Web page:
Dearest EXPLORE reader,
I’m fascinated by sailing.
Not “driving around Canyon Lake on a Bayliner” type time on the water, but the old-school “sailboat from Texas to Africa” type of sailing.
No engines. Just the wind.
And the depthless ocean supporting me with its deep dark mysteries hidden.
Sailing strikes me as the final great adventure for people. It’s been around since the dawn of time (literally), and its essentially the exact same mode of travel. Sure, there’s new technology and materials and electronic gizmos, but in the end, it’s a boat with a mast and a sail…and you’re entirely dependent on the wind for propulsion.
No wind. No movement.
You are entirely at the mercy of a force that you have zero control over. Hovering in water 12,000 feet above the ocean floor. In the literal middle of nowhere. All alone. No sounds. No people. No traffic. NOTHING. Just you, your creaky old boat, and sails that are snapping in the wind.
I have watched every movie based on sailing that has probably ever been filmed. If it’s got sailing in it, I’ve probably seen it. Even if the movie itself was bad, I just can enjoy it for the scenery and the details I tend to notice in the film.
All this said – I’ve never been on a sailing boat in my life.
Nobody in my family ever sailed, so I’ve never been exposed to it early on in life. None of my friends sail. We don’t exactly live next to a great sailing body of water in Kendall County, and let’s be honest, sailing is an activity typically reserved for those with large hunks of time to devote to the sport or pursuit of sailing. That’s definitely not a luxury I have. Last I checked, I can’t exactly hop on my trusty sailboat and split for Greece for 2 months.
One of the parts to sailing that captivates me is the actual navigation, because it’s most assuredly not precise. Yes, there are amazing GPS systems and auto-rudder systems nowadays, but even with these, they can only keep you on course to a certain degree.
Winds will forever blow you off course. Waves will adjust you. Winds will shift. They’ll pull you and push you and move you off course constantly despite your best efforts. It’s part of the “fun”. I find it fascinating that old time sailors would refer to their sextant and could roughly determine their location and direction and speed and continue to plot their course across the endless nothingness of the open ocean, while keeping their eyes peeled for the next situation that could end their lives quickly. And in a most terrifying way. And without knowing when they would run face first into a hurricane.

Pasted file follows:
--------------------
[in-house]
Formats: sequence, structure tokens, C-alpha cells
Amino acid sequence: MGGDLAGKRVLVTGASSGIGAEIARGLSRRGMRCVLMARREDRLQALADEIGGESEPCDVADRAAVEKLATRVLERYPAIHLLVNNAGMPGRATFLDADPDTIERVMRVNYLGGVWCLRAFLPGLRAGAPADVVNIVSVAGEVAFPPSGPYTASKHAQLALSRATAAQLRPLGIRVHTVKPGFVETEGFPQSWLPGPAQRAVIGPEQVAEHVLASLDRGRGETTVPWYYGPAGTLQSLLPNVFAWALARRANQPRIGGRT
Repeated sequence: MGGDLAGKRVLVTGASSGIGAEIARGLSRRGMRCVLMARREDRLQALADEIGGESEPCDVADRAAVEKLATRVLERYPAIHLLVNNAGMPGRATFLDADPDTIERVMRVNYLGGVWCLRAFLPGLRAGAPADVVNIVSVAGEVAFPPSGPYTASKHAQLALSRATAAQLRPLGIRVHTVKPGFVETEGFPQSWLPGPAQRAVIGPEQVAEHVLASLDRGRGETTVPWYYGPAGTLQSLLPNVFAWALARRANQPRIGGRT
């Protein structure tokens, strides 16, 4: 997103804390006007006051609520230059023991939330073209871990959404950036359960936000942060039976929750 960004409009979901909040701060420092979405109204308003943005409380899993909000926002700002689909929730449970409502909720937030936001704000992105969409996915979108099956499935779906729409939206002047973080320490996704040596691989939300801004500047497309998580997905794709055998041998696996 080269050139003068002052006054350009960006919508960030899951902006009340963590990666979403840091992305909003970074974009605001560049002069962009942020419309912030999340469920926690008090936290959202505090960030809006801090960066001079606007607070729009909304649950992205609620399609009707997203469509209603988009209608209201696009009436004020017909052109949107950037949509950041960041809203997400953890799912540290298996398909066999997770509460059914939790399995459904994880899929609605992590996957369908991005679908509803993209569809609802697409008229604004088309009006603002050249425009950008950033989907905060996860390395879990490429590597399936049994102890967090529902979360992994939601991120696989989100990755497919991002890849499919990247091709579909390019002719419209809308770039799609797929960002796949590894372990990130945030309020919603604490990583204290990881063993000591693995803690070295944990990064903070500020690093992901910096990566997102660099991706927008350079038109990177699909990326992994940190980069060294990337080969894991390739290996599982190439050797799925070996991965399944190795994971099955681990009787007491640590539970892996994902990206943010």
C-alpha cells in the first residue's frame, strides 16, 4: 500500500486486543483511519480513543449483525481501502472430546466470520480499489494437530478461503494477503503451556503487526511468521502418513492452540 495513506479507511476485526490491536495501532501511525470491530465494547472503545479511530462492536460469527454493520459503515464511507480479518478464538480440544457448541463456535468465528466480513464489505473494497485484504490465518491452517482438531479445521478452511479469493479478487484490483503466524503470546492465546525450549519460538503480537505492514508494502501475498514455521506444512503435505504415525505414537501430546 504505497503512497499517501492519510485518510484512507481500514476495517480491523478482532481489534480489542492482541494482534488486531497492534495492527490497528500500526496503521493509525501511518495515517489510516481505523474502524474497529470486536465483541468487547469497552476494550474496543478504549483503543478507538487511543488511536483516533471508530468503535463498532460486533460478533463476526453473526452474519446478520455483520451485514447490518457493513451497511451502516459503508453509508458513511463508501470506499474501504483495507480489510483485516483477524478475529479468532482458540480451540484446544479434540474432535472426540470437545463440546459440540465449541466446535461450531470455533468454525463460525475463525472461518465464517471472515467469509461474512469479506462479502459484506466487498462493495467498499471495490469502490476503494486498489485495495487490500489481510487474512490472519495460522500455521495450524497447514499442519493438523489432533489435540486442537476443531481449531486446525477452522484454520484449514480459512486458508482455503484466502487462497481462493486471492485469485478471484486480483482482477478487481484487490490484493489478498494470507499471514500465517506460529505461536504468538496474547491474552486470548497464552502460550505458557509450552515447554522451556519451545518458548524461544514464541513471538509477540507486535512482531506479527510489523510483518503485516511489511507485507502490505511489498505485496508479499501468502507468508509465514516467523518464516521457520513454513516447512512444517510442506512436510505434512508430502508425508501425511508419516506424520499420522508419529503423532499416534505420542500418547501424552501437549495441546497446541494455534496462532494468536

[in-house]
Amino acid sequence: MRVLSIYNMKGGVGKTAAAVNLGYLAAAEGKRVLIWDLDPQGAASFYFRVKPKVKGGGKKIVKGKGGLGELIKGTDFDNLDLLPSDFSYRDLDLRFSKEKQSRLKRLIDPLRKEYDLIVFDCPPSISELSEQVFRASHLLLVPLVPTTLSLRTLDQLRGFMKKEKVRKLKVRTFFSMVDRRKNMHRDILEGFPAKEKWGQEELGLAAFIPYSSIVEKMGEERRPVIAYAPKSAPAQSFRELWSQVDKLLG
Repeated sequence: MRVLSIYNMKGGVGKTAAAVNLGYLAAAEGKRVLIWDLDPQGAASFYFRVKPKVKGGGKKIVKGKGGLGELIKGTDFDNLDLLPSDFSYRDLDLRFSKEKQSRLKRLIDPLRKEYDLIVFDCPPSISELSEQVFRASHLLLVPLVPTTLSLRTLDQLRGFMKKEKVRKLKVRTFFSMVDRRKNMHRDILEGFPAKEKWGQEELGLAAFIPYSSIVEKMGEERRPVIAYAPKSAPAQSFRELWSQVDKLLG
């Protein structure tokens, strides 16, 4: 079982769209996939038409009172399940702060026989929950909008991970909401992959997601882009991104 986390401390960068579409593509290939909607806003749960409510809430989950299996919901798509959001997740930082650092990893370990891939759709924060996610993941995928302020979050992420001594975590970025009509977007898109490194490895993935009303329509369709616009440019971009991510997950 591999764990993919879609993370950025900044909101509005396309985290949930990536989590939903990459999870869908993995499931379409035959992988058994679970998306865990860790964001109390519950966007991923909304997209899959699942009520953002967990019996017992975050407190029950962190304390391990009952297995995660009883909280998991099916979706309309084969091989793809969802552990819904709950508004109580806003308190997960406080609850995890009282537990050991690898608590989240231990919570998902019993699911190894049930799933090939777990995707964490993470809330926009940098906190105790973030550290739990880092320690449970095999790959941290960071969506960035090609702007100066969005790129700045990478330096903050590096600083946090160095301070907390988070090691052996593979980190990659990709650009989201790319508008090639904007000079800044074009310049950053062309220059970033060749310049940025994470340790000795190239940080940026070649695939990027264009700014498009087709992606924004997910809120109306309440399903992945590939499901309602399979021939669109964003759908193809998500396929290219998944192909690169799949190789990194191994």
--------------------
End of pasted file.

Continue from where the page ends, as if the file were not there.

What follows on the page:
Sailing just seems so primitive and raw. So daring and brave. So timeless and genuine. So strong and so determined. So simple and so honest.
And just so damn REAL.
I think I also relate it back to life in general. As in, the process of sailing is much like the process of navigating our own lives.
Not sure about you, but I frequently pick a general direction for my life, and then proclaim proudly (insert whatever goal I have established that I will surely reach), such as “I’m going to get healthier!” or “I’m going to be less controlling!” or my favorite “I’m going to go to sleep each night by 10 pm!”
With this route planned, I buy the new tennis shoes, the workout equipment, and set my alarm a solid hour earlier so that I claim my great victory. I read the self-help book, and I work quickly to ensure all my work is done that will enable me to enjoy my new bedtime. I’m prepared and ready to go.
What happens is rarely what I have plotted.
I push off the dock with tons of motivation and inspiration and energy. And then the waves of life come, and I really don’t want to wake up early today for my workout, and this movie is awfully good and I don’t want to turn it off, and damn that ice cream looks good.
I deviate from my course.
Quickly and urgently I recognize my path and I re-check all my maps and the compass, re-align my rudder and I try again to follow my path. With nominal success. But you know what? I’m heading in a GENERAL direction and that’s better than being tied to the dock, right?
Sailing is hard. Life is harder.
There’s an impossible number of things that can go wrong while sailing and can cost you your life. In life, there are infinitely more things that can go wrong…and probably will in some form or fashion. Everything “fails” in one way or another. Nothing is ever seamless, and if it is, you probably did it wrong.
Chart your course. Make your plans. Set your goals and your destinations. Review and check your boat that you have all your supplies, and inventory your life and make sure you are properly equipped.
And then push away from shore, friends.
May the winds grab your sails, may you have smooth seas, and may your journey deviate only slightly from your intended path. But if it does, may you smile at your ability to recognize the shift, may you make the course adjustments, and may your journey be a huge part of the satisfaction of your trip.
And may you arrive at your destination with a large smile and a full heart at your adventure well lived.
Welcome to June. May you go out to our little Boerne Lake, take in the small sailboats that cruise the lake daily, may you EXPLORE your life and your goals, and may you chart your course with determination and resolve. And may you arrive at your destination on time and in one piece.